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Grover the Geologic Rover: A Visitor Favorite

August 19, 2021

When visitors come to the Astrogeology Science Center, Grover the Geologic Rover is often the star attraction. Lunar Roving Vehicles (LRVs) played an important role in the last three Apollo missions, which allowed astronauts to cover greater distances, travel further from the Lunar Module, carry more gear and instruments, and retrieve more rock samples. 

Grover is the Lunar Roving Vehicles (LRV) that all the Apollo 15, 16, and 17 astronauts trained with in Flagstaff before they went to the Moon. Grover, now a museum piece, is displayed in the lobby of Astrogeology Science Center, Shoemaker Building, on the USGS Flagstaff Science Campus in Flagstaff, Arizona.  Although public visits are currently suspended due to the COVID-19 pandemic, we are continuing to conduct outreach through virtual events until we can reopen our doors and welcome visitors again.  

Meanwhile, meet Grover. 

Grover the Geologic Rover at USGS Astrogeology Science Center
Grover in the Lobby of the USGS Astrogeology Science Center. (Public domain.)

This roving super-hero was built by Astrogeology engineers in 1970, from the blueprints of the ones being sent to the Moon.  The only difference between this one and the LRV still on the Moon is that Grover had to be sturdy enough to work in Earth’s gravity.  Astrogeology scientists used Grover to provide training and lunar exploration planning to prospective Apollo astronaut crews on Earth. Below are some photos of its construction and use by Apollo astronauts. 

 

Construction of Grover; Astronaut Practice at Cinder Lakes
Fig.1. Construction of Grover; Astronaut training and practice at Cinder Lakes. (Public Domain)
Similarities and differences between Grover and the LRVs
Fig.2. Grover's use and operations. (Public Domain)
Astronauts drive Grover in the field and Grover operations.
Fig.3. Similarities and differences between Grover and the LRVs. (Public Domain)

Many of the Apollo astronauts have strapped themselves into Grover and have practiced driving on Moon-like terrains, called lunar analogs.  The Astrogeology Science Center and NASA constructed lunar analogs that resembled the geology and topography of Apollo mission landing sites to help astronauts with driving techniques and operations on lunar diverse terrains. Cinder Lakes, for example,  is a simulation of Apollo 11’s Mare Tranquillitatis landing site. Each Apollo mission had a unique landing site to investigate.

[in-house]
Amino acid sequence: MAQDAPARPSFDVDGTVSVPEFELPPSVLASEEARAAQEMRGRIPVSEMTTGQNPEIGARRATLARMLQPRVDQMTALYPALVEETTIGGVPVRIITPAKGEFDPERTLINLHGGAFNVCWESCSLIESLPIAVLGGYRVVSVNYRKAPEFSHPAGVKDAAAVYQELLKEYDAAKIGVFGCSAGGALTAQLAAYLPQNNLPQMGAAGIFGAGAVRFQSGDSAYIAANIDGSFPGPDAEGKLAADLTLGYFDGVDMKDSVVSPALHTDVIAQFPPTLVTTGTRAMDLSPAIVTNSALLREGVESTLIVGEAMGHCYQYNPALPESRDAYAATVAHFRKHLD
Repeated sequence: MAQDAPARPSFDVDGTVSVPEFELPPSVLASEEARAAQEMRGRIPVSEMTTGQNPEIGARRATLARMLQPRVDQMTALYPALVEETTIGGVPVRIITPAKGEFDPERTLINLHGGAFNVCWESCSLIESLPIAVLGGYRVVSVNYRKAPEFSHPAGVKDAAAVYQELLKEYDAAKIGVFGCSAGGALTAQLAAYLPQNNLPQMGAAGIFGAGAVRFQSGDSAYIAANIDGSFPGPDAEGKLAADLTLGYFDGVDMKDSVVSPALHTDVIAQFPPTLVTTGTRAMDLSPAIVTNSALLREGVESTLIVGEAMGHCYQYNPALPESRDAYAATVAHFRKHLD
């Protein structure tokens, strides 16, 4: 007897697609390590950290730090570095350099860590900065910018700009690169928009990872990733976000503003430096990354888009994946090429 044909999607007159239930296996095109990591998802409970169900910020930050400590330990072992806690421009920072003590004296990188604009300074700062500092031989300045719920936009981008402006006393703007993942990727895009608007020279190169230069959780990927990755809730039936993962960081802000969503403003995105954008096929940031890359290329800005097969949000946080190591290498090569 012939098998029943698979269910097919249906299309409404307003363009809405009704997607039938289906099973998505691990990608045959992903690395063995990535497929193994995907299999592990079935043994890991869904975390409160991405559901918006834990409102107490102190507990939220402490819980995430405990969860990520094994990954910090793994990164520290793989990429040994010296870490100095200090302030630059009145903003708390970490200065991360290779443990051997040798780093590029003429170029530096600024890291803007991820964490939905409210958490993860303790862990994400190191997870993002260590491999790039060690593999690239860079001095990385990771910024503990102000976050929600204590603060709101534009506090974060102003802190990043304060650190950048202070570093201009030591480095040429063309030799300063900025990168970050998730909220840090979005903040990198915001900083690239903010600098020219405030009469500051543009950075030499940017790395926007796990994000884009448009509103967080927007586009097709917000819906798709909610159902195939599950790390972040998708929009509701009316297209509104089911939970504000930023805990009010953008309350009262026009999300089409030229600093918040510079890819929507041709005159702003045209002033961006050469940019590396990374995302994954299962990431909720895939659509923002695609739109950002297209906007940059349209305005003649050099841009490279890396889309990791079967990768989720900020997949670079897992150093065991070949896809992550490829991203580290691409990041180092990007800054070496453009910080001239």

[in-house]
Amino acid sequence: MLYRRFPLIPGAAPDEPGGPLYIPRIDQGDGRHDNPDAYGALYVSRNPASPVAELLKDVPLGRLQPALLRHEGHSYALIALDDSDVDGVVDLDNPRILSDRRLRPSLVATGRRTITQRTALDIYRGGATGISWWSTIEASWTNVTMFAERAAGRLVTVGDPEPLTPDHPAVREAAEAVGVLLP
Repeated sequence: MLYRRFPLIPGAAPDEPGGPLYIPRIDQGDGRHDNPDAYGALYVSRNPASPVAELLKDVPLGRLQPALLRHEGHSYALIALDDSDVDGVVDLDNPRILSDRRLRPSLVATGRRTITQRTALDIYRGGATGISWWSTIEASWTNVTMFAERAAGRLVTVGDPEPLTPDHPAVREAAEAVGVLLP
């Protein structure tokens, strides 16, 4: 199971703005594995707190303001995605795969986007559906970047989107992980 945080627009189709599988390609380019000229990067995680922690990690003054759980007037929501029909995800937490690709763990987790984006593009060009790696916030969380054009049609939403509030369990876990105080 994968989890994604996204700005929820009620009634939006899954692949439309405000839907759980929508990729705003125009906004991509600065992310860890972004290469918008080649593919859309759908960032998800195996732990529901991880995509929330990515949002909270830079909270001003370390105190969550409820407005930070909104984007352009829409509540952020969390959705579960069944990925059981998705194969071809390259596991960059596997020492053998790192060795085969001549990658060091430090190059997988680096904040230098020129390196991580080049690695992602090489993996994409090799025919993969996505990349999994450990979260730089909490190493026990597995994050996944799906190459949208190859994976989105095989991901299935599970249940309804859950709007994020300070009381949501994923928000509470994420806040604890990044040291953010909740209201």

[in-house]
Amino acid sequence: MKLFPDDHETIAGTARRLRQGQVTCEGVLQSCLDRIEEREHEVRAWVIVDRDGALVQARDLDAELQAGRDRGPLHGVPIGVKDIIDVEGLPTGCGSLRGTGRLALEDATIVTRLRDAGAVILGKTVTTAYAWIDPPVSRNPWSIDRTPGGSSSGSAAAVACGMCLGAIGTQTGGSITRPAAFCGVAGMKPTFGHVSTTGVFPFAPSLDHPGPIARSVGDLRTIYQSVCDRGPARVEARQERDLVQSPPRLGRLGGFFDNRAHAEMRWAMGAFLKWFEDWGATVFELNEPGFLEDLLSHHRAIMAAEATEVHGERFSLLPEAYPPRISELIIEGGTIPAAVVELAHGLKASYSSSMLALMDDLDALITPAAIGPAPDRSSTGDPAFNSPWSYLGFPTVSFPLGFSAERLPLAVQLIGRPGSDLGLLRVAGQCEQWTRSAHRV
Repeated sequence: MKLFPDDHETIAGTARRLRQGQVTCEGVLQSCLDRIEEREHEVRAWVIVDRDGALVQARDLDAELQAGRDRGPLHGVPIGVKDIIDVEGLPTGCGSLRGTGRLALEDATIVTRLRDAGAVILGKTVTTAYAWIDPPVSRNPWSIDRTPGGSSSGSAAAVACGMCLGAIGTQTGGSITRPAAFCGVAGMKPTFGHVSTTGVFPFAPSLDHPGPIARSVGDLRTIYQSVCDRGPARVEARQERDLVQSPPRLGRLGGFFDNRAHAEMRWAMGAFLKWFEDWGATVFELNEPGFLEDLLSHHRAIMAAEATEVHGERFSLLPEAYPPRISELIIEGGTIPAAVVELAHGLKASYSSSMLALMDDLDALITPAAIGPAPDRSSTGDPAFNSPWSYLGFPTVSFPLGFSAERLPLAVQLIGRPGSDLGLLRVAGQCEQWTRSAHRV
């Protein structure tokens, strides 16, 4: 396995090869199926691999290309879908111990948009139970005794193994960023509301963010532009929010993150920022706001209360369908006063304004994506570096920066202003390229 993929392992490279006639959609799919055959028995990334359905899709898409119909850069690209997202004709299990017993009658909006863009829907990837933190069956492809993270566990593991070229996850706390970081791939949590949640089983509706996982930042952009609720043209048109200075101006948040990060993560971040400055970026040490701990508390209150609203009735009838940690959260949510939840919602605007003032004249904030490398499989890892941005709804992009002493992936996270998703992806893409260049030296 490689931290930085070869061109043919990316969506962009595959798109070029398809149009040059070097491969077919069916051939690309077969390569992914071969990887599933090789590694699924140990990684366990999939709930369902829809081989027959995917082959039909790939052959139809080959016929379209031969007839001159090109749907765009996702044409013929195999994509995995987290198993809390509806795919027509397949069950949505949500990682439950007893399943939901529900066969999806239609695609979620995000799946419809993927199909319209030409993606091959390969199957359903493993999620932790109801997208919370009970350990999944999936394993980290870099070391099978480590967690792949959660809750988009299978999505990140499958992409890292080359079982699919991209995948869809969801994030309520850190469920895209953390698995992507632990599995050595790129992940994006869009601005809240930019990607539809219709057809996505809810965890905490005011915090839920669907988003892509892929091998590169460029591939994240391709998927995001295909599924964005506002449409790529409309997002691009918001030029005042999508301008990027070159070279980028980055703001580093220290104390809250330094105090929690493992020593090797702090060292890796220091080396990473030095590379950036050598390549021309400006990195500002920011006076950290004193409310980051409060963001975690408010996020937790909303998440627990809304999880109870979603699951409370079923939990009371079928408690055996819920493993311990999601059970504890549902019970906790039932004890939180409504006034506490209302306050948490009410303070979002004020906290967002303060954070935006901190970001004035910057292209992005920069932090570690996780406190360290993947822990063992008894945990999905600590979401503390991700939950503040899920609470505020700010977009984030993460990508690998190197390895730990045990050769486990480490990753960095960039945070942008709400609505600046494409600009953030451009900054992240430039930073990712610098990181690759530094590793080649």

Today’s improved technology, robotic land rovers, benefited from lessons learned from awesome rovers like Grover and the 1-G LRV trainer.  Since the Apollo missions, scientists have sent commands and instructions to increasingly advanced robotic rovers on Mars to acquire images and other data. Among these rovers are NASA's late Mars Sojourner, the twin rovers Opportunity and Spirit, and Curiosity and Perseverance.

Our virtual visitors can watch the film "Grover" and see Grover in action from over 50 years ago. In the film, Grover can be seen working in the Cinder Lake crater field, which is about 12 miles from Flagstaff. To learn more, peruse other photos and details provided by our AstroLink facility.

 

References:

Schaber, G.G., 2005, The U.S. Geological Survey, Branch of Astrogeology---A Chronology of Activities from Conception Through the End of Project Apollo (1960-1973), USGS Open-File Report 2005-1190 (see https://pubs.usgs.gov/of/2005/1190/).